Tokenisation - Moving to "autopilot”

July 20, 2023

In previous articles in this series, my colleagues have explored some of the key steps needed when a financial institution (FI) decides to move forward with tokenisation – land on the right strategy, align legal, regulatory and risk operations. In this next article of the series, I examine the technological and operations considerations around tokenisation.

What are the key technology issues around tokenisation?

As banks look to build their technology, core to this should be interoperability, programmability and driving innovation. This allows automation of transactions involving money as well as financial and real assets. This reduces the need for manual settlements as contingent transfer of claims and transactions can take place through smart contracts.

For technology leaders tasked with helping their organisation meet its tokenisation strategic goals, understanding the detail and the different choices available is essential. They need to build a secure, resilient and scalable platform with several key technical dependencies:

· Security

As tokenisation platforms become more prominent, they will likely face increased fraud and cyber incidents. It is therefore important that organisations develop an information security programme that adequately addresses IT and information security risk with key controls safeguarding sensitive information.

· Interoperability - private vs public blockchain

I have spoken to several FIs who feel they need to use private blockchains for tokenisation and primary issuance. This is because there is no third-party risk, they can install their own governance and ultimately have more control. Yet others I have spoken to believe private chains are irrelevant and that everything should be built on the public chain. Public chains are more scalable and are today enhanced with a high level of security framework that can meet expectations of risk teams and regulators alike.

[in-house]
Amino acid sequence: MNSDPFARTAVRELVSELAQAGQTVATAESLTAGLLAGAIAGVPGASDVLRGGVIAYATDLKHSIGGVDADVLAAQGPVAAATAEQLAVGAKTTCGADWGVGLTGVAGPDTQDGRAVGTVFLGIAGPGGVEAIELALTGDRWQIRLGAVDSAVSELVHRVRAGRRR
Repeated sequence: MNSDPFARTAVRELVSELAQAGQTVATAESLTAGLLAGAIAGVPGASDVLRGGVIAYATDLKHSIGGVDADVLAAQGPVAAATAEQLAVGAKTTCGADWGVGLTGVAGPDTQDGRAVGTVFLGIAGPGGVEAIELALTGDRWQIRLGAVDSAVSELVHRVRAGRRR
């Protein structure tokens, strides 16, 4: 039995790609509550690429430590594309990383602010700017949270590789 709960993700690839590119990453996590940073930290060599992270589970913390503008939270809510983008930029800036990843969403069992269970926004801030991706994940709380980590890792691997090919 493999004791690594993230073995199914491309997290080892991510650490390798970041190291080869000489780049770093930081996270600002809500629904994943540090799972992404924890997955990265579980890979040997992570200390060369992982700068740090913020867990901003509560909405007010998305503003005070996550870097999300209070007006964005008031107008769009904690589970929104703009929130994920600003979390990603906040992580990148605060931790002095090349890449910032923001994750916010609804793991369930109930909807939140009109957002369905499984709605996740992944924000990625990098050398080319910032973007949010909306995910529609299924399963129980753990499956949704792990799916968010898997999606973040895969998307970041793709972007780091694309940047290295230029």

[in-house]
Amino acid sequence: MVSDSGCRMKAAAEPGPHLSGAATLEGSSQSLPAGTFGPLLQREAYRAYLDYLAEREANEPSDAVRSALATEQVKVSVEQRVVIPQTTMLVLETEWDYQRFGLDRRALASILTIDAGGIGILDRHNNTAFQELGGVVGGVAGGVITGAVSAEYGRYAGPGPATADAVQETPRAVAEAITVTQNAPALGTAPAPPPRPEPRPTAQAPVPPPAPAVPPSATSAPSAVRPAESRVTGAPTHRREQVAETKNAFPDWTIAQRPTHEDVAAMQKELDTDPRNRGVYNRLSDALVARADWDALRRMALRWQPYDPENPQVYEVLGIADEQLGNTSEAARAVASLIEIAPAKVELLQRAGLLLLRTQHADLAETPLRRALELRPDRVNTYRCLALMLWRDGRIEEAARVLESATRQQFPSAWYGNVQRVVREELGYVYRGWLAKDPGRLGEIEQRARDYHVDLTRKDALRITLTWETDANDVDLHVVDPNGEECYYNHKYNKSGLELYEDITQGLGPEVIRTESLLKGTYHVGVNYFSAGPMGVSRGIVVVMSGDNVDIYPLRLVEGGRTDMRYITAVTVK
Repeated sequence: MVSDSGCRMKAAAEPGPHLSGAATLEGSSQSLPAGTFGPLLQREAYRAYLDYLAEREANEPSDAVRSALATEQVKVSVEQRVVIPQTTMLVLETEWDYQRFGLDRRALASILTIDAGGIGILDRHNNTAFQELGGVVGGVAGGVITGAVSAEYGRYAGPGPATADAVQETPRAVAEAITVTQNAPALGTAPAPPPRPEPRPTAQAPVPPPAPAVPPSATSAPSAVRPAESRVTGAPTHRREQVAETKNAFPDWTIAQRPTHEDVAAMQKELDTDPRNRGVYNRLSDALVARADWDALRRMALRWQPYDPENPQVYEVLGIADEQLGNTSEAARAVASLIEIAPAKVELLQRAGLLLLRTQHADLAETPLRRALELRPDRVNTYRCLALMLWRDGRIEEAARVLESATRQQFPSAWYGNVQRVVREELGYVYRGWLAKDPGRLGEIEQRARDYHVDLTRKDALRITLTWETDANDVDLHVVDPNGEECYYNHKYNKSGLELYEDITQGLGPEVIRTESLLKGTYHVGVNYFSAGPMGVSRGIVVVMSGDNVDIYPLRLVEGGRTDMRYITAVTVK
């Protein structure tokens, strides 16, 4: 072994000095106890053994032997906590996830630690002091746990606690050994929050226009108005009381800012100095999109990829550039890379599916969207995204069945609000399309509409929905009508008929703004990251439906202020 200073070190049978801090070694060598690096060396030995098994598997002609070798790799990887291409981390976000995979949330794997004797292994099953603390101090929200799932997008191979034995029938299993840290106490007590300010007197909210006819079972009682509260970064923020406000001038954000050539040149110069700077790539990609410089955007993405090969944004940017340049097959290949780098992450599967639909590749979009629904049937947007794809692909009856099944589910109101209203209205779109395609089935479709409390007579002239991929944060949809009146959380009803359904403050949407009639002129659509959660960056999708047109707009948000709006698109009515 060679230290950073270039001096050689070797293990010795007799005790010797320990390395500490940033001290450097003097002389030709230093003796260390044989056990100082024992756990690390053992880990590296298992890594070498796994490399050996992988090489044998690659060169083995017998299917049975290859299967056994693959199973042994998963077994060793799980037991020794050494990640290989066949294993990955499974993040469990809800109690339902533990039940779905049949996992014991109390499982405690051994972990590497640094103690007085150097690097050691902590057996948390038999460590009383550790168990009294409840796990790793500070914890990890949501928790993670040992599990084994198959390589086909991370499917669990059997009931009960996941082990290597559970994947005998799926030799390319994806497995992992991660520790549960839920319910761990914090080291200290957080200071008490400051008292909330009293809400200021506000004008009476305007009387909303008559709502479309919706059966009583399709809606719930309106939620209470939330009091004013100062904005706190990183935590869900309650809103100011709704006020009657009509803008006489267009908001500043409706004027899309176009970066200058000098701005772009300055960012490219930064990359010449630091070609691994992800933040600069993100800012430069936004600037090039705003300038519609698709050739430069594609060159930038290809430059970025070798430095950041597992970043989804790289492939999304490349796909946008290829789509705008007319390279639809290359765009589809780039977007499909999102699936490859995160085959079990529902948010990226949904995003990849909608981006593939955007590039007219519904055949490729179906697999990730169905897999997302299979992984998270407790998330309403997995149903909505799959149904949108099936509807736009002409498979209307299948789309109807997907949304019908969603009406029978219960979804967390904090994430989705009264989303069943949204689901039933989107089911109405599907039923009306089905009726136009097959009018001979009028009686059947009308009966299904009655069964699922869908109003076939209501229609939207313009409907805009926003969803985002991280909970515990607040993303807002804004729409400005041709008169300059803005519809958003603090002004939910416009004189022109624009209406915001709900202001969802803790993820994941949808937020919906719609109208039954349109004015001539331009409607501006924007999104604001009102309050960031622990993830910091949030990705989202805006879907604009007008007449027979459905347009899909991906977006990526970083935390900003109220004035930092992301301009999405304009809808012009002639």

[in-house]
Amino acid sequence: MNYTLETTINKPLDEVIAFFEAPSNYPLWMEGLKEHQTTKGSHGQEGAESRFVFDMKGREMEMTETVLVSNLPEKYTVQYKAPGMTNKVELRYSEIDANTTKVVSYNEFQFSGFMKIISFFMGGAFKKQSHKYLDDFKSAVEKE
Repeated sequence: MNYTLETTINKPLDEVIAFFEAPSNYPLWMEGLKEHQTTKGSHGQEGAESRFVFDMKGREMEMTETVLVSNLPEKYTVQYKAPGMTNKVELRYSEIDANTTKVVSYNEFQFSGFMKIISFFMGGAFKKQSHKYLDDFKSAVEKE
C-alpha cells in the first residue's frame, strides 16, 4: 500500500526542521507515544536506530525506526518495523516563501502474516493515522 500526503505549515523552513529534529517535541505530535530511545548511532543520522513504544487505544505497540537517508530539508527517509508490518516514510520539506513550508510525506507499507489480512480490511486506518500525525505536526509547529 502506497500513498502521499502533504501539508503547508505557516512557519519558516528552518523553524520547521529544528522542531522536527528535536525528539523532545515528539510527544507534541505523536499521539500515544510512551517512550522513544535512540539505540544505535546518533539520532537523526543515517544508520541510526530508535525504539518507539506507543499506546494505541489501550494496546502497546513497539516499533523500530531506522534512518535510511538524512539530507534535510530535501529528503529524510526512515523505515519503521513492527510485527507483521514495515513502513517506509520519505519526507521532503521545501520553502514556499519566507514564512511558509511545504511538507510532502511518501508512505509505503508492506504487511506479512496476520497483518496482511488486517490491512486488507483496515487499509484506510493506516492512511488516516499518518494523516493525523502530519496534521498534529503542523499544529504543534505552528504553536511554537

Whether its private or public, the key is that any chain needs to be designed so it can be interoperable with others i.e., public and private chains can interact. We are unlikely to reach a point (at least anytime soon), where there is a single, approved platform everyone agrees to use, therefore financial institutions need to help ensure their chosen solution, whether private or public, bridges across both chains.

This interoperability will allow market participants to connect seamlessly and avoid banks having to run multiple platforms and operate in numerous regulatory environments.

· Complexity - choosing the right token and programmability

One of the key technology decisions that will impact programmability, is over which token standard to use. Currently, there are several different types of tokens being used across different Distributed Ledger Technology (DLT) systems. The table below outlines the differing characteristics of some of the most popular ones.

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· Infrastructure dependencies- integration with existing systems

Whilst much of the technology focus around tokenisation is on building on DLT, equally important is integration with existing systems. Technology teams need to think about where and how to best integrate with the current technology stack. Some key considerations are around resilience and security. This includes helping ensure a high level of protection around securing data privacy and planning against hacking.

This integration also allows banks to connect tokenisation systems to their internal systems. For example, the finance division should have a direct connection, allowing a live holistic view of the organisation’s positions.

· Scalability and speed – the dangers around execution